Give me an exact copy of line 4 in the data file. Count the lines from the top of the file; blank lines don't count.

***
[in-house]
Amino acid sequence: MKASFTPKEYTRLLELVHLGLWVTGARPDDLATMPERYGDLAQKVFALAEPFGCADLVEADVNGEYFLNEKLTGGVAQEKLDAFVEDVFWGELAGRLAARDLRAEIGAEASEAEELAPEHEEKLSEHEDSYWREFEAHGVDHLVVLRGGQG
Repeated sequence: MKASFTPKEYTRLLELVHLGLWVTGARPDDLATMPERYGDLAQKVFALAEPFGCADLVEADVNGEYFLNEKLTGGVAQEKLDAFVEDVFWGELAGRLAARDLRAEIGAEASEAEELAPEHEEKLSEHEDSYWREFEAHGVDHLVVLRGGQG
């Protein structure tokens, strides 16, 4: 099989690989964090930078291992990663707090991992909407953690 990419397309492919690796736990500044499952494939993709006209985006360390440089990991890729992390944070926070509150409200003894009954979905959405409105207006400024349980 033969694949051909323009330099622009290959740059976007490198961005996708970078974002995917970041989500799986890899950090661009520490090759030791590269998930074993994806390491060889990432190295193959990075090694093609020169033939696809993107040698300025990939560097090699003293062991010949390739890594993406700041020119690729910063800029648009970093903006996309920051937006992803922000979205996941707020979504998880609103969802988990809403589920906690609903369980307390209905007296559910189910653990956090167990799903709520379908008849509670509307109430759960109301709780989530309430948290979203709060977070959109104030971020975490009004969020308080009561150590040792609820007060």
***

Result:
């Protein structure tokens, strides 16, 4: 099989690989964090930078291992990663707090991992909407953690 990419397309492919690796736990500044499952494939993709006209985006360390440089990991890729992390944070926070509150409200003894009954979905959405409105207006400024349980 033969694949051909323009330099622009290959740059976007490198961005996708970078974002995917970041989500799986890899950090661009520490090759030791590269998930074993994806390491060889990432190295193959990075090694093609020169033939696809993107040698300025990939560097090699003293062991010949390739890594993406700041020119690729910063800029648009970093903006996309920051937006992803922000979205996941707020979504998880609103969802988990809403589920906690609903369980307390209905007296559910189910653990956090167990799903709520379908008849509670509307109430759960109301709780989530309430948290979203709060977070959109104030971020975490009004969020308080009561150590040792609820007060």